GUTFELD: After a while, you get tired of people -- I know --

BECKEL: I get 90 percent of my tweets starts off you fat -- goes from there. It doesn't shame me. This guy can put up all the things he wants, I don't care one way or another. Screw him. I mean --

GUTFELD: Not like the way I look. I shame myself.

PERINO: Isn't there enough pressure we put on ourselves rather than having a bioethicist say, hey, try to shame your neighbor into losing weight?

BOLLING: Let me ask you this, Dana, is it OK to shame your neighbor to pay taxes?

PERINO: It's OK to shame your neighbor to tell their dog to stop barking. I don't have any personal experience.

ANDREA TANTAROS, CO-HOST: I don't think it works at all, fat-shaming. If you shame somebody, they're just going to go home and eat more because they feel bad about themselves. I think they need to come to the realization on their own, like you did.

BECKEL: This guy said cigarettes, people were shamed not smoking cigarette. People stopped smoking because the health warnings were so dire they got off of them.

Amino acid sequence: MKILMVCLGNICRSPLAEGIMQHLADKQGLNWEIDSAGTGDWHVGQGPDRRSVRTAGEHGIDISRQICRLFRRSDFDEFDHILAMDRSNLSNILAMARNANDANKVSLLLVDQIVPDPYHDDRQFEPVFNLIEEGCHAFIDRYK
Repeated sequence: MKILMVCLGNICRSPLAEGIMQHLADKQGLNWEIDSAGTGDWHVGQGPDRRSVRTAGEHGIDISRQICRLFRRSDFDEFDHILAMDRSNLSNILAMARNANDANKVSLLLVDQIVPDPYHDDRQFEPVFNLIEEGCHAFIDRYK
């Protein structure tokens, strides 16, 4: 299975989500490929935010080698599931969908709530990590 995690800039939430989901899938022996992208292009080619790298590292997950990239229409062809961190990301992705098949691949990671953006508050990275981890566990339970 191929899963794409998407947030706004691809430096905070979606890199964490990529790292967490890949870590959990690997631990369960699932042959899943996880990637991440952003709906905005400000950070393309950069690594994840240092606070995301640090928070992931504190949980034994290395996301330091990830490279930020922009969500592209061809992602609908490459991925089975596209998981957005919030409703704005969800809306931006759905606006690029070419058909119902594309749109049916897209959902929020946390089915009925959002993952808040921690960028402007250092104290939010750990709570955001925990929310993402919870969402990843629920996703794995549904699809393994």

PERINO: You know, one thing that works better is incentives. Some health insurance plans give incentives to people, they will pay for the gym membership or if you go in and you get a regular checkup and you lost a certain amount of weight, you get your money back. I mean, I think the incentive for one, once you start losing weight, you would feel better, that works.

GUTFELD: Where is this leading is another rights group. You're going to have people, they're not going to be called fat. They're going to be called large, able people.

PERINO: So, this is coming, the fat people class action lawsuit is definitely coming, which is why you had Coca-Cola two weeks ago, this is what I think. Remember when they did that anti-obesity ad. And it was like sort of the pre-apology for the obesity problem? That I think was the beginning of what you're going to see as the new rights group.

BECKEL: There's already a right one.

BOLLING: Bob thinks that is the, I don't know, the first shot in the big lawsuit that is going to come by some group --

PERINO: By some group, we'll figure it out.

BECKEL: There is a group to defend fat people.

PERINO: Can I ask -- can we take the other topic and bring it up really quick? Because, Bob, I would like your opinion on this. So, the NCAA, they initially stood with Michael Bloomberg when he announced his New York soda ban. But now, they joined lawsuit against the city, King & Spalding, is the law firm. Big soft drink companies, got NAACP to stand with them, in the lawsuit, saying that the ban is racist.